Ref: 98/201 21 December 1998
Southampton scientists reveal how Lottery players choose their numbers
Using techniques normally applied to the study of large numbers of atoms, a group of Southampton scientists has conducted an analysis of the numbers chosen by lottery prize winners to assess how players make their selections. While there is no scientific way of predicting the actual winning numbers in advance, their study has shown that by choosing unpopular sets of numbers, players could significantly increase their chances of not having to share the jackpot if they did win.
Dr Simon Cox and Dr Denis Nicole of the Department of Electronics and Computer Science, together with Dr Geoff Daniell of the Department of Physics and Astronomy, combined ideas from statistical physics and the power of a supercomputer to discover patterns in the way we fill in our lottery tickets.
Using a concept called entropy they have shown that players prefer certain numbers; for example, seven, the most popular number, is chosen 25 per cent more often than 46, the least popular.
Dr Cox explains: `There is no scientific way of predicting the winning numbers in advance but choosing unpopular sets of numbers increases one’s return in the long term because any winnings are shared with fewer other players. Of course the lottery organisers know how often we pick different numbers and for foreign lotteries this data is sometimes released. The popularity of the number seven, for example, is well known. In the UK, however, this information is not released, but by using entropy we have been able to show the patterns in the numbers of winners.’
He adds: `While the discoveries about the lottery have thrown up some interesting facets of human behaviour, they are not in themselves important. The major significance of the work is seen when it is applied to other important situations in patterns of illness or disease, or in investor behaviour. There the "maximum entropy" technique can help deduce information buried in data.’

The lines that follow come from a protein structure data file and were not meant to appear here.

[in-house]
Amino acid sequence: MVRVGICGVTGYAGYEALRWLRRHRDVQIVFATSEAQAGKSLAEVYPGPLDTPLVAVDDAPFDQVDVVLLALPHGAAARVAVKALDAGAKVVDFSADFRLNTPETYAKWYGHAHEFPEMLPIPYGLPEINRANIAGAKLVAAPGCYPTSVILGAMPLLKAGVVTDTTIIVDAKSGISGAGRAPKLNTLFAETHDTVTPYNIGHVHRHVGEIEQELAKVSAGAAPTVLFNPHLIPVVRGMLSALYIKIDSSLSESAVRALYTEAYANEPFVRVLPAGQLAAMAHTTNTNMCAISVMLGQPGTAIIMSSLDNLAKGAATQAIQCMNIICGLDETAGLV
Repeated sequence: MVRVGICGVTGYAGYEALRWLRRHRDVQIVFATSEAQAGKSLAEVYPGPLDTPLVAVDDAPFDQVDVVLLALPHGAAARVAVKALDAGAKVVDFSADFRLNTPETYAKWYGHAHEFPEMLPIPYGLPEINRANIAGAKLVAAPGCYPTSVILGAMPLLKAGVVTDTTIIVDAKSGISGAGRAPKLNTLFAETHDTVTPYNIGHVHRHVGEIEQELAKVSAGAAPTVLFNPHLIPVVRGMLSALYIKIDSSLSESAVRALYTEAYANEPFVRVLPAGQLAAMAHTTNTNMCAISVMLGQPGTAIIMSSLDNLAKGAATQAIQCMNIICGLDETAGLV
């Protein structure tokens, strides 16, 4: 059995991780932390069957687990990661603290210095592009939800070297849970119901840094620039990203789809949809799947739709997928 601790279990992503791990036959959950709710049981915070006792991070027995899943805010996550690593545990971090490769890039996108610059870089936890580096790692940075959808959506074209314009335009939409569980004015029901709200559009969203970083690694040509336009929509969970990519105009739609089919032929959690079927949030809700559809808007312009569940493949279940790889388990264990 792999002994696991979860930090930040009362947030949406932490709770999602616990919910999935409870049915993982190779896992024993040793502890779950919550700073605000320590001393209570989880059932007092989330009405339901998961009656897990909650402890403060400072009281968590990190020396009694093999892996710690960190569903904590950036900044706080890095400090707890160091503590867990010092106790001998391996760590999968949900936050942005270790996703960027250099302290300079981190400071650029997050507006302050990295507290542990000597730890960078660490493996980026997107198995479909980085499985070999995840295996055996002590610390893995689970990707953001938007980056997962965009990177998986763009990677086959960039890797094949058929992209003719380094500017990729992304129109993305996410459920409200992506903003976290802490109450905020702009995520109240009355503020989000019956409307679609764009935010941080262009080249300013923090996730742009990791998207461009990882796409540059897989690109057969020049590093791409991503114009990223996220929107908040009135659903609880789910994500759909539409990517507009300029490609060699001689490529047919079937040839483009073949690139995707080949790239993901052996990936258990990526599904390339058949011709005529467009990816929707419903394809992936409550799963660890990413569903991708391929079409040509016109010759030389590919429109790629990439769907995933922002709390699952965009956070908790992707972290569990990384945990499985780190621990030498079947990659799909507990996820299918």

The team’s analysis is published in the December issue of the Journal of the Royal Statistical Society. They explain that there are 13,983,816 different possible ways to fill in a lottery ticket, and that on average each combination of numbers is chosen by about five people, with the result that, on average, there are five jackpot winners. Their computer calculations revealed differences in number selections ranging from tickets with an unpopular set of numbers, which are only bought once every couple of draws, to a popular ticket with over 50 buyers per draw.
However, anyone using the technique in the hope of winning the jackpot would have to realize that the figures the team have produced only reflect what is expected to happen after millions of years of choosing a particular set of numbers!
A summary of the research team’s findings:
The team estimated the popularity of each of the 13,983,816 tickets and deduced from this certain patterns in the players’ choices of numbers. These showed that lottery players tend to select numbers towards the centre and top of the lottery ticket.